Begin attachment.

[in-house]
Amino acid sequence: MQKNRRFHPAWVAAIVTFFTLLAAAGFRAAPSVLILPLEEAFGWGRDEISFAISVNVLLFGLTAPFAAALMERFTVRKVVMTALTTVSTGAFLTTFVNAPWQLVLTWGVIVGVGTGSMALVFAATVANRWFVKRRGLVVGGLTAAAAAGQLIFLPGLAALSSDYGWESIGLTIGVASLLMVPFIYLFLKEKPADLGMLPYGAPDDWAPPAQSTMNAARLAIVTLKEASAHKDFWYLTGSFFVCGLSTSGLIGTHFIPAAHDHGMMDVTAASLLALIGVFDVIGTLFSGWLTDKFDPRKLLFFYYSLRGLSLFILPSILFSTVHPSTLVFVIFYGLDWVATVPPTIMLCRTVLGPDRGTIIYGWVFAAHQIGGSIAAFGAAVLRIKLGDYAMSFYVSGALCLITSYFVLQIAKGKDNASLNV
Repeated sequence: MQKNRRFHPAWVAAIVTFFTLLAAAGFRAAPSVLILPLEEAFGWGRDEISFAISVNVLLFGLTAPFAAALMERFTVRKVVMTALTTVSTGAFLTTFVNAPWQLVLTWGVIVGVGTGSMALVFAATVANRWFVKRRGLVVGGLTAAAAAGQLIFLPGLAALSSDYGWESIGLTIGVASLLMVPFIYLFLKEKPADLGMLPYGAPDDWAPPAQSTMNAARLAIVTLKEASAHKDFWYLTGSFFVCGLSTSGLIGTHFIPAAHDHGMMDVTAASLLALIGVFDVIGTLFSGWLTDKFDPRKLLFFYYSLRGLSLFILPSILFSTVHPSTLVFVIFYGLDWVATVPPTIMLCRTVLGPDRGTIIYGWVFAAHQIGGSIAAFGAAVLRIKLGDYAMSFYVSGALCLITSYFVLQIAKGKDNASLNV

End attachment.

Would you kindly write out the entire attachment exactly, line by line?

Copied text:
[in-house]
Amino acid sequence: MQKNRRFHPAWVAAIVTFFTLLAAAGFRAAPSVLILPLEEAFGWGRDEISFAISVNVLLFGLTAPFAAALMERFTVRKVVMTALTTVSTGAFLTTFVNAPWQLVLTWGVIVGVGTGSMALVFAATVANRWFVKRRGLVVGGLTAAAAAGQLIFLPGLAALSSDYGWESIGLTIGVASLLMVPFIYLFLKEKPADLGMLPYGAPDDWAPPAQSTMNAARLAIVTLKEASAHKDFWYLTGSFFVCGLSTSGLIGTHFIPAAHDHGMMDVTAASLLALIGVFDVIGTLFSGWLTDKFDPRKLLFFYYSLRGLSLFILPSILFSTVHPSTLVFVIFYGLDWVATVPPTIMLCRTVLGPDRGTIIYGWVFAAHQIGGSIAAFGAAVLRIKLGDYAMSFYVSGALCLITSYFVLQIAKGKDNASLNV
Repeated sequence: MQKNRRFHPAWVAAIVTFFTLLAAAGFRAAPSVLILPLEEAFGWGRDEISFAISVNVLLFGLTAPFAAALMERFTVRKVVMTALTTVSTGAFLTTFVNAPWQLVLTWGVIVGVGTGSMALVFAATVANRWFVKRRGLVVGGLTAAAAAGQLIFLPGLAALSSDYGWESIGLTIGVASLLMVPFIYLFLKEKPADLGMLPYGAPDDWAPPAQSTMNAARLAIVTLKEASAHKDFWYLTGSFFVCGLSTSGLIGTHFIPAAHDHGMMDVTAASLLALIGVFDVIGTLFSGWLTDKFDPRKLLFFYYSLRGLSLFILPSILFSTVHPSTLVFVIFYGLDWVATVPPTIMLCRTVLGPDRGTIIYGWVFAAHQIGGSIAAFGAAVLRIKLGDYAMSFYVSGALCLITSYFVLQIAKGKDNASLNV